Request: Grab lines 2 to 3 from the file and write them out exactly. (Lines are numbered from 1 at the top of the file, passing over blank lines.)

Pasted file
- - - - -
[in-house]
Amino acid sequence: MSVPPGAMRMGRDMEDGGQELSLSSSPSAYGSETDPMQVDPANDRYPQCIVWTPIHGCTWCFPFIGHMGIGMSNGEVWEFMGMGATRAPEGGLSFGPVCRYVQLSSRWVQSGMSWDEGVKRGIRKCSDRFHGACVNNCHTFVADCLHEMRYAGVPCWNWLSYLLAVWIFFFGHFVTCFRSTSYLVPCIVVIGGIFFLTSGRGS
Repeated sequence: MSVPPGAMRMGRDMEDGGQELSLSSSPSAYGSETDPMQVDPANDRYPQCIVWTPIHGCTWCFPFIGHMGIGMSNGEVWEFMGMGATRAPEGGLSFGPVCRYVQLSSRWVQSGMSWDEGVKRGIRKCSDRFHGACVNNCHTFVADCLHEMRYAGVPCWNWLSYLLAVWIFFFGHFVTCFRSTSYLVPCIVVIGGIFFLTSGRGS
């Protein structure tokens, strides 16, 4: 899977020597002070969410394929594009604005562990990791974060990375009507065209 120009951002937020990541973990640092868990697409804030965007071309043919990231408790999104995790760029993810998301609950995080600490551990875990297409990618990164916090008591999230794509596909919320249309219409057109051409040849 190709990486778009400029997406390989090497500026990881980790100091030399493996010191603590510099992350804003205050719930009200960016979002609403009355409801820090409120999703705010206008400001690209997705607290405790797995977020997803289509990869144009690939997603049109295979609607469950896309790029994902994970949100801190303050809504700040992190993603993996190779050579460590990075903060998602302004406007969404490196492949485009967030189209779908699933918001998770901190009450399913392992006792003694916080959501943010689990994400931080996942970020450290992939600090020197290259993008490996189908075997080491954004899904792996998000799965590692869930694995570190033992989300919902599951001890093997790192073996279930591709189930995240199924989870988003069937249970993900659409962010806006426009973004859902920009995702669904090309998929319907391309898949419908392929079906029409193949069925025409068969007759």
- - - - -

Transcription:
Amino acid sequence: MSVPPGAMRMGRDMEDGGQELSLSSSPSAYGSETDPMQVDPANDRYPQCIVWTPIHGCTWCFPFIGHMGIGMSNGEVWEFMGMGATRAPEGGLSFGPVCRYVQLSSRWVQSGMSWDEGVKRGIRKCSDRFHGACVNNCHTFVADCLHEMRYAGVPCWNWLSYLLAVWIFFFGHFVTCFRSTSYLVPCIVVIGGIFFLTSGRGS
Repeated sequence: MSVPPGAMRMGRDMEDGGQELSLSSSPSAYGSETDPMQVDPANDRYPQCIVWTPIHGCTWCFPFIGHMGIGMSNGEVWEFMGMGATRAPEGGLSFGPVCRYVQLSSRWVQSGMSWDEGVKRGIRKCSDRFHGACVNNCHTFVADCLHEMRYAGVPCWNWLSYLLAVWIFFFGHFVTCFRSTSYLVPCIVVIGGIFFLTSGRGS